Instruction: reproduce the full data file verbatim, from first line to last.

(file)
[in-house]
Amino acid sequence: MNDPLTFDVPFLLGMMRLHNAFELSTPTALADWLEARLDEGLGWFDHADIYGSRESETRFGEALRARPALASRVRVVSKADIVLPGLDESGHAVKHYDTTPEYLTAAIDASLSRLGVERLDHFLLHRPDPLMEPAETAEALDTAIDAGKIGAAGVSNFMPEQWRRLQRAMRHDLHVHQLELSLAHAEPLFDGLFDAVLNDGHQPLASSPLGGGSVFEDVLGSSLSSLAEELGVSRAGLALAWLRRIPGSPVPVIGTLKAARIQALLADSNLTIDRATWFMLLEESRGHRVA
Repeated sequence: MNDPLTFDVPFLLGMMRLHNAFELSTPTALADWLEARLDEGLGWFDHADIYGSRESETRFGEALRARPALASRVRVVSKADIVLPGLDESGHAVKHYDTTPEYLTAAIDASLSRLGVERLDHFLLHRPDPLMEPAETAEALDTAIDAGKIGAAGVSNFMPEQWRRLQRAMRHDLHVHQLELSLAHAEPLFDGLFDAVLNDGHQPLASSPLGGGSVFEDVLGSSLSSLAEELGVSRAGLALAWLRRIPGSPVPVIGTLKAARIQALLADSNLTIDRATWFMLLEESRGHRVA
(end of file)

[in-house]
Amino acid sequence: MNDPLTFDVPFLLGMMRLHNAFELSTPTALADWLEARLDEGLGWFDHADIYGSRESETRFGEALRARPALASRVRVVSKADIVLPGLDESGHAVKHYDTTPEYLTAAIDASLSRLGVERLDHFLLHRPDPLMEPAETAEALDTAIDAGKIGAAGVSNFMPEQWRRLQRAMRHDLHVHQLELSLAHAEPLFDGLFDAVLNDGHQPLASSPLGGGSVFEDVLGSSLSSLAEELGVSRAGLALAWLRRIPGSPVPVIGTLKAARIQALLADSNLTIDRATWFMLLEESRGHRVA
Repeated sequence: MNDPLTFDVPFLLGMMRLHNAFELSTPTALADWLEARLDEGLGWFDHADIYGSRESETRFGEALRARPALASRVRVVSKADIVLPGLDESGHAVKHYDTTPEYLTAAIDASLSRLGVERLDHFLLHRPDPLMEPAETAEALDTAIDAGKIGAAGVSNFMPEQWRRLQRAMRHDLHVHQLELSLAHAEPLFDGLFDAVLNDGHQPLASSPLGGGSVFEDVLGSSLSSLAEELGVSRAGLALAWLRRIPGSPVPVIGTLKAARIQALLADSNLTIDRATWFMLLEESRGHRVA